One of my favorite food experiences of our recent Barcelona trip was visiting a little hole-in-the-wall eatery called Casa Mariol. Located a 10-minute walk from the Sagrada Familia, it was perfect for combining a bit of sightseeing with a delicious lunch. Alejandro had never been to the Sagrada Familia, and it had been seven years since I’d last visited. We purchased tickets online a couple of weeks prior to the trip (which saved us from standing in a very long line– although our short line still took about 15-20 minutes). The entrance fee is quite high, but then again the Sagrada Familia is very unique. Worth it? Not sure, depends on your taste.
“Fer el Vermut”
After our hour long visit it was time to fer el vermut, a Catalan expression that basically means to go out for an aperitif (which is often vermouth from the tap). I’d found Casa Mariol in an ebook about eating in Barcelona called Eat Guides and it sounded like one os Barcelona’s best vermouth bars. I trusted Regina and Adri (the authors) to lead us somewhere worthwhile, and they definitely did!
After a ten minute walk in the rain, we took refuge in the small, but comfortable, Casa Mariol. Part restaurant and part wine bar, Casa Mariol even sells vino a granel (wine from the barrel) to thirsty customers who bring their own refillable wine bottles. I wish I lived close by!
I’d already tried the Casa Mariol brand vermouth and absolutely love it for its perfect balance of herbs and spices, its delicate sweetness and persistent bitterness that makes you always want another sip. We ordered two glasses and opened up the menu, which was written 100% in Catalan but easy enough to figure out.
We were starving after skipping breakfast to visit the Sagrada Familia, so we were drawn to the sandwiches called clotxes, typical of the nearby Terra Alta, a mountainous area in Tarragona where Casa Mariol wines come from. The clotxe was an exciting food discovery, and is basically a delicious sandwich that consists of a mini loaf of pans de pagès (a round, soft bread roll) that has its insides cut out. It’s then stuffed with whatever you chose (we tried a vegetarian version with spinach and sun dried tomato and another with roast beef and horseradish). After being stuffed, they are closed back up with the insides of the bread. We also couldn’t resist some fuet, some canned mussels and potato chips, and some roasted artichokes, all of which paired perfectly with our second glass of vermouth!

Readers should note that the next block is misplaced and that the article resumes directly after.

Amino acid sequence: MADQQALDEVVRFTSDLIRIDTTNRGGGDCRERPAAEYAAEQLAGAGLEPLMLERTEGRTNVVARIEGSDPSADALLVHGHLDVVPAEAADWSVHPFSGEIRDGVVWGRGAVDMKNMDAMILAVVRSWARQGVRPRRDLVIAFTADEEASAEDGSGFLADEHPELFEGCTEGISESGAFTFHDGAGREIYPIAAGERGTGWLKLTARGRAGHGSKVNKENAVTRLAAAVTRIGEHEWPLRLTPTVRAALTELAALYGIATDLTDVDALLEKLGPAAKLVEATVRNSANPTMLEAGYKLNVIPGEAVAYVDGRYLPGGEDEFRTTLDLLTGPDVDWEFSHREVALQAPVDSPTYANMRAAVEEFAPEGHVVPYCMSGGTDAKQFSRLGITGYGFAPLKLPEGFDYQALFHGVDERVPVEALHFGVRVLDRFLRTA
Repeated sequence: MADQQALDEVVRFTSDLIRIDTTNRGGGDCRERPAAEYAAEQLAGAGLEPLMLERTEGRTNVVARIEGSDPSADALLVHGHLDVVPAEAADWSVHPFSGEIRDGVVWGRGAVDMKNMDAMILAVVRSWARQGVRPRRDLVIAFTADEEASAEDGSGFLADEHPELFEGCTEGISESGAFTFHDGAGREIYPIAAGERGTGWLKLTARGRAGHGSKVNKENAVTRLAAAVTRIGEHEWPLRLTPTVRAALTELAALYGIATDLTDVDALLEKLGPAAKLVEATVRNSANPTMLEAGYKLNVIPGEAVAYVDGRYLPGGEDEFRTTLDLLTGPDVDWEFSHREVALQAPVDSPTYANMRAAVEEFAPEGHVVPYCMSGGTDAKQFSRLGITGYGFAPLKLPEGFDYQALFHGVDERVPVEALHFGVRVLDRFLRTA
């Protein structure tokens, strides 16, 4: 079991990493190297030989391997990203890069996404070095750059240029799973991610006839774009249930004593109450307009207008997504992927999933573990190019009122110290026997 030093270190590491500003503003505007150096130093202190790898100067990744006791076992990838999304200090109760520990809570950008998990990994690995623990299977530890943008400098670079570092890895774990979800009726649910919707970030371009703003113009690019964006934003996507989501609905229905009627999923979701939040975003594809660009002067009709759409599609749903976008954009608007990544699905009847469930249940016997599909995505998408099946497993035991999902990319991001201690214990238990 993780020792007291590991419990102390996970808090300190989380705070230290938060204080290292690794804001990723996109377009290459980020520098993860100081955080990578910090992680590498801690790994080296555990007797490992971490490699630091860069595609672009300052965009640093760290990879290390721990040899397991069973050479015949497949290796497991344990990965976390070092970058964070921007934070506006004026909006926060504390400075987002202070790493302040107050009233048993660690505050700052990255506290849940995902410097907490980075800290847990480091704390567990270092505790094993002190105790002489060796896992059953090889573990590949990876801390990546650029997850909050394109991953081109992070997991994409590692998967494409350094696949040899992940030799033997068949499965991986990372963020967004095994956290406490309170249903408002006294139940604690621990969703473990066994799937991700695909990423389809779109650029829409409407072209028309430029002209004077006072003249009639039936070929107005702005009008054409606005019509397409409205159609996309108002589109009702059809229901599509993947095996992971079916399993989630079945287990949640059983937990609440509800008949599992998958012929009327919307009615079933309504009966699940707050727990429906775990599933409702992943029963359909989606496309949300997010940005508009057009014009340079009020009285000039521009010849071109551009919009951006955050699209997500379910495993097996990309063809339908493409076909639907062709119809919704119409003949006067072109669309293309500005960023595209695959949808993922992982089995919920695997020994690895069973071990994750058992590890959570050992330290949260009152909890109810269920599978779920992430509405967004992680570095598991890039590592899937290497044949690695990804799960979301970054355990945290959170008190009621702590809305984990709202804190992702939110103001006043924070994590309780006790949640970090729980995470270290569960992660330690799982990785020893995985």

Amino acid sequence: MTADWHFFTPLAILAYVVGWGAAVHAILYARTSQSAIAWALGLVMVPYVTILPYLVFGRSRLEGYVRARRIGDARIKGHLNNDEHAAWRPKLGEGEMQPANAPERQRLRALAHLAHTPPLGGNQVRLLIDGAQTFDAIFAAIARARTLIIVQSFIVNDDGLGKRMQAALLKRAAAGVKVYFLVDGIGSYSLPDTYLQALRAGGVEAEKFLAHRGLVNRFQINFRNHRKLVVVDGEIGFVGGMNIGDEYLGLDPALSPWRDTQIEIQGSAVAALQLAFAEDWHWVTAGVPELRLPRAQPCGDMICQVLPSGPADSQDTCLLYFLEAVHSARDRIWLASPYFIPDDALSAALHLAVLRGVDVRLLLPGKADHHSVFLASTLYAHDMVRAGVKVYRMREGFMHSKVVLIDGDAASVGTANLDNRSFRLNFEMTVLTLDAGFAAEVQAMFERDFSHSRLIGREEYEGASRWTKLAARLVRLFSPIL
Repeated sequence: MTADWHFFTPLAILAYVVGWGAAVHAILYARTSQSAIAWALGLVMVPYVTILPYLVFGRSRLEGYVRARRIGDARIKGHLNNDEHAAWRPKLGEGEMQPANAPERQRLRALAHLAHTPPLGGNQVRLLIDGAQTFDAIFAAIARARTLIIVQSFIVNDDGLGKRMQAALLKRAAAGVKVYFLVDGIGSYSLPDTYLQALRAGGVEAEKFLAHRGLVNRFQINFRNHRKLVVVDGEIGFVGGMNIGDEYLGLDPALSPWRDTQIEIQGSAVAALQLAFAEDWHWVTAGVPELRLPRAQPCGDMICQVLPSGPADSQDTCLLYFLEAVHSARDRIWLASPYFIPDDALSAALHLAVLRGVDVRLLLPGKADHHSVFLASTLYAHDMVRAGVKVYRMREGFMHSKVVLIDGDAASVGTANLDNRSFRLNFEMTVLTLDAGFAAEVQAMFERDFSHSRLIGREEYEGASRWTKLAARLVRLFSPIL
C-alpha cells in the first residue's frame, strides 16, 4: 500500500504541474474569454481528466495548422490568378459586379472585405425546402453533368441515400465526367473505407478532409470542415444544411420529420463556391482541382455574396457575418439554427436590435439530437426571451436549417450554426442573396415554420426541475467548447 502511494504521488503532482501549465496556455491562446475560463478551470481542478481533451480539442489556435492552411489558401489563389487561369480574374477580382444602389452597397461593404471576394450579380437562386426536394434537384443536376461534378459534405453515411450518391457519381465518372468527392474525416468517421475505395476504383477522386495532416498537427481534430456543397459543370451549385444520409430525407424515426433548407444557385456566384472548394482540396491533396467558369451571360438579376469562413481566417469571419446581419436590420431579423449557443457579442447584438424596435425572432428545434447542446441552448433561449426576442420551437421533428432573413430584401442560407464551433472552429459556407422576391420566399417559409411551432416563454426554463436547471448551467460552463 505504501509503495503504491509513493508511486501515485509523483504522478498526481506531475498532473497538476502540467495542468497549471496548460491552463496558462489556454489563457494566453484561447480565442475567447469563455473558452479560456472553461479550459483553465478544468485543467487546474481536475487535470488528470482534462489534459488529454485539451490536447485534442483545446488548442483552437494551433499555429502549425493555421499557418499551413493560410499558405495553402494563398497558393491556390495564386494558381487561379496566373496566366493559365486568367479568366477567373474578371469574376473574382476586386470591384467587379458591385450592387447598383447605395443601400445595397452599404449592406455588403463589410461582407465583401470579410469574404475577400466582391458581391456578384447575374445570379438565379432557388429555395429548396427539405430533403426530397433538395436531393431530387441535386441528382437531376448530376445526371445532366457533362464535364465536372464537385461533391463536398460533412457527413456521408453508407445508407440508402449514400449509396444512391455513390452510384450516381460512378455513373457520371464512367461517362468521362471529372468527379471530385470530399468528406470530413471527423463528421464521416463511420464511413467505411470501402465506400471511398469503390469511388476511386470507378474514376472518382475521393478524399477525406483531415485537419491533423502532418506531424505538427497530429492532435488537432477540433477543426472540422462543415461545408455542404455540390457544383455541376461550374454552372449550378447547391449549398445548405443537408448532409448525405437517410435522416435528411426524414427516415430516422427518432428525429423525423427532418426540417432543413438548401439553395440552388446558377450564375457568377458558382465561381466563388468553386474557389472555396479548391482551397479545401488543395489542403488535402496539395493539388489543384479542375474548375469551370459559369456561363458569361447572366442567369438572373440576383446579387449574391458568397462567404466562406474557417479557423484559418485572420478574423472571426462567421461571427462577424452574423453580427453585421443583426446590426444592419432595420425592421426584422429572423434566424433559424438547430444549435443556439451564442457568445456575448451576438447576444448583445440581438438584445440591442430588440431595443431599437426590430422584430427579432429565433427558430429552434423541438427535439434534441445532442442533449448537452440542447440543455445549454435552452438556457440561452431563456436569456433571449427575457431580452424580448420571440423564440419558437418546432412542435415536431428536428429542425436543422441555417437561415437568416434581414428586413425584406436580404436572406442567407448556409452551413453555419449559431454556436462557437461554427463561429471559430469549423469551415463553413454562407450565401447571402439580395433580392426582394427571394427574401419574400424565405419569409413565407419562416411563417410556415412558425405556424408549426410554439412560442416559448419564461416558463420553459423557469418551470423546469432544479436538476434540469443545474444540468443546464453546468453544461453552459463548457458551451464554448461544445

Lunch at Casa Mariol was one of the simplest and cheapest meals we ate in Barcelona, but definitely one of the best.
What we tried
Casa Mariol: A Family Tradition
Nowadays Casa Mariol is known as a trendy and hip brand, but this family run company has a long history behind its current success. José María Vaquer Bes officially founded the company in 1945, although his family had been making wine in the small village of Batea for as long as he could remember.
Batea is one of the villages in the very rural Terra Alta (High Land) of Tarragona, and most people who live there are involved in agriculture in some way or another. Fast forward nearly 70 years and the Casa Mariol brand is as strong as ever, due in large part to a modern generation of winemakers and experts. Miguel Angel Vaquer, the grandson of the company’s founder, has played a big part in the company’s recent branding and marketing efforts. With a background in journalism, he has been an important part of the company’s fun design and also in their launch of Catalonia’s first verdejo wine. We stuck with the vermouth for this visit, and while we were eating not only did the place fill to the brim with locals, but many people also popped in to fill up their bottles with Casa Mariol wines. We’ll be back in Barcelona soon, and Casa Mariol is on the list!
The Highs: The small menu is filled with such yummy things it’s hard to choose, and the vermouth is excellent.
The Lows: Its location is a bit far from the center.
The Verdict: Go early to snag a table, as they fill up quickly! Knock back a vermouth and some snacks as an aperitif, or try a clotxe and make it lunch.
What do you think about Spanish vermouths?